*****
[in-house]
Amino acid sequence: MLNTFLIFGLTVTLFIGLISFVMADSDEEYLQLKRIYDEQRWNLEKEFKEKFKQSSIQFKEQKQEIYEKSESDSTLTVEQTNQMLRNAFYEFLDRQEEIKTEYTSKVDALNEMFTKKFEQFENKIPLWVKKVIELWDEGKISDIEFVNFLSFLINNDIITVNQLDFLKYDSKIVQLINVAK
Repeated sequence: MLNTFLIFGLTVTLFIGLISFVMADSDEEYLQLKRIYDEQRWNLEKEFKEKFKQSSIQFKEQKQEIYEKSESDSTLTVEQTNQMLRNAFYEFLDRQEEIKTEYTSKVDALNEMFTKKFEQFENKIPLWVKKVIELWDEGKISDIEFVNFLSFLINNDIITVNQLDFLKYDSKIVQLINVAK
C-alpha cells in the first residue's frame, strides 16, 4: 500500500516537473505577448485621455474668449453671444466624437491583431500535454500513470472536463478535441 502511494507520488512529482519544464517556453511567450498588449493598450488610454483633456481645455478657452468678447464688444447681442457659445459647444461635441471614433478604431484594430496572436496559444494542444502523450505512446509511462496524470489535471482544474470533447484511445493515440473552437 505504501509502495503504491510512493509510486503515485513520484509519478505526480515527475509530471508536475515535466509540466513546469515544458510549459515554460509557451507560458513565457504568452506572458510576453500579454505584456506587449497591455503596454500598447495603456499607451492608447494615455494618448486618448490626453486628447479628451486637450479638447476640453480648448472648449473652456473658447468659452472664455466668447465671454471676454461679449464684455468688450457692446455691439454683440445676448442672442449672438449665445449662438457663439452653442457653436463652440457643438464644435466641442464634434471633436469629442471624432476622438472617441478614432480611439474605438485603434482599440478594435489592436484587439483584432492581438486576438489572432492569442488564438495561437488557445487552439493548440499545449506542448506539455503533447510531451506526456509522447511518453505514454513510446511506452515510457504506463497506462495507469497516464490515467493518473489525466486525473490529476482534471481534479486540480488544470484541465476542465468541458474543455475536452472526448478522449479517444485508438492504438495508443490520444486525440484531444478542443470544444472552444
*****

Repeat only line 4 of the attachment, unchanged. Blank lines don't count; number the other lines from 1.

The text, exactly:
C-alpha cells in the first residue's frame, strides 16, 4: 500500500516537473505577448485621455474668449453671444466624437491583431500535454500513470472536463478535441 502511494507520488512529482519544464517556453511567450498588449493598450488610454483633456481645455478657452468678447464688444447681442457659445459647444461635441471614433478604431484594430496572436496559444494542444502523450505512446509511462496524470489535471482544474470533447484511445493515440473552437 505504501509502495503504491510512493509510486503515485513520484509519478505526480515527475509530471508536475515535466509540466513546469515544458510549459515554460509557451507560458513565457504568452506572458510576453500579454505584456506587449497591455503596454500598447495603456499607451492608447494615455494618448486618448490626453486628447479628451486637450479638447476640453480648448472648449473652456473658447468659452472664455466668447465671454471676454461679449464684455468688450457692446455691439454683440445676448442672442449672438449665445449662438457663439452653442457653436463652440457643438464644435466641442464634434471633436469629442471624432476622438472617441478614432480611439474605438485603434482599440478594435489592436484587439483584432492581438486576438489572432492569442488564438495561437488557445487552439493548440499545449506542448506539455503533447510531451506526456509522447511518453505514454513510446511506452515510457504506463497506462495507469497516464490515467493518473489525466486525473490529476482534471481534479486540480488544470484541465476542465468541458474543455475536452472526448478522449479517444485508438492504438495508443490520444486525440484531444478542443470544444472552444